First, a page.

and Modern Methods of Meditation |
Isaías A. Rodríguez
is a centuries-old custom and deeply rooted in Christian spirituality. Above all,
it has remained alive and flourishing in religious orders; and some of them, like
the Discalced Carmelite Order, have greatly promoted this way of praying. Today
its practice is flourishing worldwide due to the influence of eastern techniques,
promoted by Buddhist and Hindu religions.
A traditional method.
best known method of meditation is based on the traditional Lectio Divina. The
practice was first established by St. Benedict of Nursia in the 6th century and
was then formalized as four-step process by the Carthusian monk Guigo II (1188-1193)
in a work called Monastic Ladder or Paradise Ladder [Scala claustralium
o Scala paradisi]. It deals with the four degrees of spiritual exercise: spiritual
reading, meditation, prayer and contemplation. St. John of the Cross (1542-1591)
formulate these parts in this way: "Seek in reading and you will find in meditation;
knock in prayer and it will be opened to you in contemplation" (The Sayings
of Light and Love, 158).
I am presenting the exercise of meditation
as it has been practiced for centuries.
Preparation. It should only
take a few minutes, and consists in placing oneself in the presence of God, abandoning,
during the time dedicated to meditation, any other concern. In James we read:
"Come near to God and he will come near to you" (James 4:8).
considerations. A theme for meditation is chosen. For this we normally use
a book that could be the Bible or any other book of a pious nature that invites
us to reflections aimed at improving our lives. A passage of the selected book
is read slowly, and for some time we analyze what has been read from all points
of view, always with the ultimate goal of achieving something practical for our
lives. The goal pursued is not to elucidate a theological or philosophical issue,
nor is it a matter of establishing comparisons between what we have read in the
book and the opinions that any author might have on the subject. Our reflection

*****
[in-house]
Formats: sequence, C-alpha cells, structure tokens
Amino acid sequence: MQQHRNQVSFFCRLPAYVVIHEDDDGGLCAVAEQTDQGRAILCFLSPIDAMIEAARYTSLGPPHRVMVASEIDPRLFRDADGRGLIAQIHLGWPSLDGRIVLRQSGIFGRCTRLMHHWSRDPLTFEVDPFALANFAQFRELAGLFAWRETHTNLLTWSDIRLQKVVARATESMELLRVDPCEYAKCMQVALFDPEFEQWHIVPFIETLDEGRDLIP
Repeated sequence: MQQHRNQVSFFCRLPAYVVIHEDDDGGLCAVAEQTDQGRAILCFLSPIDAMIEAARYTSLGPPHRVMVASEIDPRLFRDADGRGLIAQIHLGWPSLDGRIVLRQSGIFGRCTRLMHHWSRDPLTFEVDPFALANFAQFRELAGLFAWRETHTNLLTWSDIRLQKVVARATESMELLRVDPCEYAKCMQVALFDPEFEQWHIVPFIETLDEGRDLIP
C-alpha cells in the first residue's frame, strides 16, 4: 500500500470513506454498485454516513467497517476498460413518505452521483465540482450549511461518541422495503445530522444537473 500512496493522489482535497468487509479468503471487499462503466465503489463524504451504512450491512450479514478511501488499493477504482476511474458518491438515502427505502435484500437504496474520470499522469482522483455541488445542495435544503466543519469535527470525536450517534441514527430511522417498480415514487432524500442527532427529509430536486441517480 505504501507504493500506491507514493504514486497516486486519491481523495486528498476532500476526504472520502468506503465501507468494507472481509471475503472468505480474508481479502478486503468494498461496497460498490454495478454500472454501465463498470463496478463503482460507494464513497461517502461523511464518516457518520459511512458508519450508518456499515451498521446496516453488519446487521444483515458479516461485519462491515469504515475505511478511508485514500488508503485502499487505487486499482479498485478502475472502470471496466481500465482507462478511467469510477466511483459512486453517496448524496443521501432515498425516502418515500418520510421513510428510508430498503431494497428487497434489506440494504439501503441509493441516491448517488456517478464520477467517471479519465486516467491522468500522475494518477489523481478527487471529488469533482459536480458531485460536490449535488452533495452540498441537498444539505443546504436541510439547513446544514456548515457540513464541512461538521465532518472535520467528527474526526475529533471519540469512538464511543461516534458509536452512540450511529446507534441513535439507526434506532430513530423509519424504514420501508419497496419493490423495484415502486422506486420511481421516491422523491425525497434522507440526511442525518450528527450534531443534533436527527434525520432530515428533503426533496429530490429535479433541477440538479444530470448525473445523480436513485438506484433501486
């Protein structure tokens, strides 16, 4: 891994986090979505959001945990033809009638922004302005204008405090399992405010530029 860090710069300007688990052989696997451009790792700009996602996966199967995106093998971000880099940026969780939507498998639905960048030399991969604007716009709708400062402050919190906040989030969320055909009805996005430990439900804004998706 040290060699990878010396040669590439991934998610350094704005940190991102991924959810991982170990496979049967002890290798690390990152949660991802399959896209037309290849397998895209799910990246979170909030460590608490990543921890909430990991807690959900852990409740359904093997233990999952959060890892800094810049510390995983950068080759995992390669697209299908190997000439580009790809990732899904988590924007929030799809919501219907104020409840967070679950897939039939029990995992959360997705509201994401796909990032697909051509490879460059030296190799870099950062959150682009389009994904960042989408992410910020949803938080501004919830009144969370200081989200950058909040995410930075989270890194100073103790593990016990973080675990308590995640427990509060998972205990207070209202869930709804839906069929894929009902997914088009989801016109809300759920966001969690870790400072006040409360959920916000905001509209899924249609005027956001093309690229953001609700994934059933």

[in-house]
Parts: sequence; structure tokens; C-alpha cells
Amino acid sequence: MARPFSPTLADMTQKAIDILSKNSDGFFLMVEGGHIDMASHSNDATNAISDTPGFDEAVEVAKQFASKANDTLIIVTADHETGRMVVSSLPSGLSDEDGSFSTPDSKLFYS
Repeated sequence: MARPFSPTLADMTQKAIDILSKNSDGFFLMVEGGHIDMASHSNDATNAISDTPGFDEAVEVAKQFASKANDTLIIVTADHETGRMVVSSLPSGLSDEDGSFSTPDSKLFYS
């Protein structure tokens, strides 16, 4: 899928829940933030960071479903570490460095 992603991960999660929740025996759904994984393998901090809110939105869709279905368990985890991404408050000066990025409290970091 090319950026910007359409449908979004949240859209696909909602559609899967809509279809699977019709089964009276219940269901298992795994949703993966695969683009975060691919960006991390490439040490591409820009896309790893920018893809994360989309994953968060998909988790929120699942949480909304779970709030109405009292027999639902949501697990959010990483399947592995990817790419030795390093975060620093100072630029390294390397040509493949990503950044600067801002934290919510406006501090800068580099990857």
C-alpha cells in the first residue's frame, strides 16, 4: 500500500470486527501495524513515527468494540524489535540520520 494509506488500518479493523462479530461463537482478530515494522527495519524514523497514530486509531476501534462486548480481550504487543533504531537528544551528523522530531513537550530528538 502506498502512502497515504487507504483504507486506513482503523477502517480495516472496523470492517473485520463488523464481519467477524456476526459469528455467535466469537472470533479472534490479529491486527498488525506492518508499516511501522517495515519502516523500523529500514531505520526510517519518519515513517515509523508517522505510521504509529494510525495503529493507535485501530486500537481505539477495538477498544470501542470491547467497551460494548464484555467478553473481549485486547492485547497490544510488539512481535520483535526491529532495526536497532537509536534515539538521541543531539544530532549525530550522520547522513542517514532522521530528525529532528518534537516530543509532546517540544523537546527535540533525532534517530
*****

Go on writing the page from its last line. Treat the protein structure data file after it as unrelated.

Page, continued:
must be simple, calm and focused on the issue that we hope will help us improve
If we read something from the Bible we do not do it in order
to learn that passage from memory. Nor should we entertain ourselves in professional
biblical analysis. Sometimes, a single word, and other times a single phrase,
may be enough to close the Bible and focus on what we have read and has touched
Once we have reflected on the subject sufficiently, we
must apply it to our lives. If we have thought of any passage in the life of Jesus
Christ, how do we act in comparison to the conduct of Christ? What can I do to
approach the model of Christ? If we have meditated on any virtue, charity, faith
or hope, do we live what these virtues imply, or do we constantly fail? What can
we do to strengthen our faith, consolidate our hope, and mature in love?
to this moment the whole exercise has been mental, and it is not the most important
thing in prayer, but is an introductory step.
Prayer or affections.
The last steps of the reflexive exercise brought us closer to this part, which
is the most important. The last considerations must have touched
us in our heart. From that moment, we leave the work of the intellect so that
the will is fully dedicated to creating emotions, feelings and affections, caused
by the reflection. In general we have to come to feelings conducive to avoiding
sin and strengthening our spiritual life, our character. Over time a great improvement
in life must be noticed in us. Moreover, with an intensive and uninterrupted practice,